As I’ve done the past two years, I’m going to jot down my EctoComp impressions. I may not get to all the games. I may get to some but have nothing to say. These won’t be proper reviews, and they’ll almost certainly have spoilers, so beware!
First, I want to talk about two games together.
[spoiler]Both these games present you with an apparently evil task. You can either perform it or back out.
In Do It, you enter a dark basement, approach a woman tied to a chair, and grab a knife. Then you can “do it” or not.
In Corrupter of Dreams, you’re a nightmare in a dream. You have the chance to touch and thereby corrupt elements in the dream, or you can leave and let the dreamer sleep peacefully.
What both games have in common is that they assume the player will pick the “nice” choices: to leave the woman undisturbed; to leave the dream uncorrupted. But the “nice” choices are actually the evil ones. In Do It, you’re a cop coming to save the woman, and if you don’t “do it” and cut her bondage, the real murderer arrives and kills you. In Corrupter of Dreams, the dreamer is sleeping in a bunker, dreaming about a garden; leaving the dream uncorrupted encourages the dreamer to go outside to find the real garden upon awakening, abandoning the bunker and dying in an irradiated world.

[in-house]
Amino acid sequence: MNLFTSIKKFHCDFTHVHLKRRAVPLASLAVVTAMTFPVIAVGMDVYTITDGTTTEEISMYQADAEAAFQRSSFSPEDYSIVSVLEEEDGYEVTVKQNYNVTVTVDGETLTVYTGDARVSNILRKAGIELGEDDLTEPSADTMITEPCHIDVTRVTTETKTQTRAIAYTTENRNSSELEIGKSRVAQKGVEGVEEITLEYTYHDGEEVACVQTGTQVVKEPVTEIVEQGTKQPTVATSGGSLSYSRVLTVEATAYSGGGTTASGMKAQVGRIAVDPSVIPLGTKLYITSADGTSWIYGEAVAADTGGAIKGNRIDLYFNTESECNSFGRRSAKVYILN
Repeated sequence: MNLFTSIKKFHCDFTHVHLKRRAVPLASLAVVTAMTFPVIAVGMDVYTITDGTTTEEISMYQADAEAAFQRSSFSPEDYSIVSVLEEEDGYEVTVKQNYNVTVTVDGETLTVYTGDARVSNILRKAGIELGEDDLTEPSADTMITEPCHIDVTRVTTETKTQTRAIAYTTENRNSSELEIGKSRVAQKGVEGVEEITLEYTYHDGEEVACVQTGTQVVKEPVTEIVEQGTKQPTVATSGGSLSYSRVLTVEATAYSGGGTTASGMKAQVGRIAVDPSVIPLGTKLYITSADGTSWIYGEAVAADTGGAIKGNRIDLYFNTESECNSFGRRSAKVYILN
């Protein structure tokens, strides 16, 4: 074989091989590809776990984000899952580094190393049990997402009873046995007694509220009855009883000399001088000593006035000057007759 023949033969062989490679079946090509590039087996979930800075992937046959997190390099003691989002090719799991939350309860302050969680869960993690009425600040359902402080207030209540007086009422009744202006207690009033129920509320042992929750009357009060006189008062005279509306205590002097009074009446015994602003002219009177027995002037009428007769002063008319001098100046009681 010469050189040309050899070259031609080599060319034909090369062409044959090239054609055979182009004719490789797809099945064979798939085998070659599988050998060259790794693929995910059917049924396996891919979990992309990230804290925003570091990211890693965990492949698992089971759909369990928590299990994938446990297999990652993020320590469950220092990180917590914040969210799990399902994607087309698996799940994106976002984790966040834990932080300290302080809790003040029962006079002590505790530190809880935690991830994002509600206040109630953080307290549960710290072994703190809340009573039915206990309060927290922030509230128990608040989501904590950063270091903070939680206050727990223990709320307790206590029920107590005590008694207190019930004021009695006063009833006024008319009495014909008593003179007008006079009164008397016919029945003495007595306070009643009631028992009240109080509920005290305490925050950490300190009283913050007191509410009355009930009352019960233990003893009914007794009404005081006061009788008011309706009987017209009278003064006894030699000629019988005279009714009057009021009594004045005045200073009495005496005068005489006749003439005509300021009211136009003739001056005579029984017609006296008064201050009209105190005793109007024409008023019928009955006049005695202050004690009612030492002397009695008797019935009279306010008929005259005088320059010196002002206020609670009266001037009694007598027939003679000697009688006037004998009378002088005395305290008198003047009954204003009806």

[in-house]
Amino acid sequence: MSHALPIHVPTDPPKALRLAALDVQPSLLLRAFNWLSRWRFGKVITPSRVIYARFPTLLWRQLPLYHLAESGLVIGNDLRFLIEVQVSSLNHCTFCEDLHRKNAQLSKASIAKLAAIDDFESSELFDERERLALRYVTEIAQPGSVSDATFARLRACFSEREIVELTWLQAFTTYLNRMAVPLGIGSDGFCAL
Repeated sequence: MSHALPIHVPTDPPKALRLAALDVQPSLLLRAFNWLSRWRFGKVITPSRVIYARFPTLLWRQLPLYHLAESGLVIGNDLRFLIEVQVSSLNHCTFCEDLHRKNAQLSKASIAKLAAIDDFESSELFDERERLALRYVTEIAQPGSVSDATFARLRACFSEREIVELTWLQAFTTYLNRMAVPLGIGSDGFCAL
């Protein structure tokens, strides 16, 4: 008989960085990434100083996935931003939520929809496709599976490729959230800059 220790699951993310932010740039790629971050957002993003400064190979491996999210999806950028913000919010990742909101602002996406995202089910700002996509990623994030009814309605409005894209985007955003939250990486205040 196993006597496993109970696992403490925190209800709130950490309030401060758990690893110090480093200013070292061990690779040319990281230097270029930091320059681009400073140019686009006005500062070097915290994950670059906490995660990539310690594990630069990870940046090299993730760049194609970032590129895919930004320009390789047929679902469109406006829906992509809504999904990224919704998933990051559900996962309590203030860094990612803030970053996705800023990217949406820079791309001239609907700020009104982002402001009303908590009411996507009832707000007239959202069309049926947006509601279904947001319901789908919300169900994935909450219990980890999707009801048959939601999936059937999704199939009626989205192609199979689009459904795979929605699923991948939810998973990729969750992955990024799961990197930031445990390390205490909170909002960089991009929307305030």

So you have to perform the evil actions to win. But don’t worry, because you’re still a good guy. No need to fret over moral dilemmas. You can rot the dreamworld without having to feel guilty about deriving pleasure from its destruction. You can pick the violent “do it” option with the knife, get that subversive little thrill, without actually hurting anyone.
I find this quite interesting. These games want to have their cake and eat it too, and they rather manage it. In games in general, players want to rip environments apart, steal everything, murder NPCs, because it’s entertaining. But we have to keep it entertaining. Don’t make them think about it. They won’t like to think about it. Move consequences offstage. Arrange the narrative so that the resolution provides a Get Out Of Jail Free card for their previous misbehavior.
If the most dramatic path through a game appears to be the least moral, this is also a way to dangle a carrot for players who might otherwise protest on moral grounds.
Well, I picked the evil options first. With horror games, I’m willing to act horrible. But both games let me off the hook. I would’ve preferred if they hadn’t.
Although I have some issues with them, I find these games very neat to think about. They expand past themselves. They belong to a larger discussion. And they have compact conceptual cores, just right for their lengths. I also really like the mechanics in Corrupter of Dreams, but then, it’s a one-room limited parser game that exploits the TOUCH command. I admit my biases.[/spoiler]